• This sentence made me chuckle: “It may well be that the most sexually active campuses in the U.S. aren’t the famous party schools, but rather the more religiously conservative schools with more married students.”
    • The author is a sociologist and a demographer with appointments at Baylor’s Institute for the Study of Religion and at the Catholic University of America
  4. Solomon Friedman is on a mission to save Pornhub (Andrew Duffy, Ottowa Citzen): “Solomon Friedman is not someone readily defined: He’s a defence lawyer and an organ donor; a firearms advocate and an ordained rabbi; an investor, philanthropist, and pornography magnate. If the 37-year-old father of three is not the most interesting man in Ottawa, then the licensed pilot and part-time law professor is certainly one of the busiest.”
    • This is actually insane.
  5. Why I No Longer Support the Death Penalty (Matthew T. Martens, Crossway): “8,790 people have been sentenced to death in the United States since 1973. One hundred and eighty-four of those men and women were exonerated as of the end of 2022.11 They were innocent of the crimes of which they were convicted and sentenced to die. In other words, we know that at least 2 percent of people sentenced to death since 1973 were wrongly condemned. Even if we have identified all of those wrongly convicted and the error rate is ‘only’ 2 percent, that is an error rate higher than I am willing to tolerate.… I am unwilling to wager another man’s life. I would not wager my own under those conditions.”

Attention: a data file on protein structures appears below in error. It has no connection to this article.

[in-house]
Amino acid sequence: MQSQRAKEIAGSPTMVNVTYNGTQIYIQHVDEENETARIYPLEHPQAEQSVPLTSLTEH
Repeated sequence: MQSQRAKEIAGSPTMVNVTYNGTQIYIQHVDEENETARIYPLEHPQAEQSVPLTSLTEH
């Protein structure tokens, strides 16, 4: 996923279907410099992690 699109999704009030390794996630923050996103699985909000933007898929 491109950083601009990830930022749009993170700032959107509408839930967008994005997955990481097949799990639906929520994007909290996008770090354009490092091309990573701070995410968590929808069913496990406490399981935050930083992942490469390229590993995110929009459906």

• The author has recently written a book about a Christian perspective on criminal justice. He is a defender of the death penalty as a concept yet opposed to it as practiced in America today.
  6. TikTok parent company used AI to optimize Linux kernel, boosting performance and efficiency (Matthew Connatser, Tom’s Hardware): “The general gist of the presentation: ByteDance used AI to make the Linux kernel (the core of the operating system) much more efficient and performant across all kinds of hardware.… AI optimizations were able to reduce memory usage by 30% — and that was using existing Linux tools, just more efficiently. Network latency was also improved by up to 12% with AI that has prior knowledge (which wouldn’t be hard to obtain on a computer used regularly).”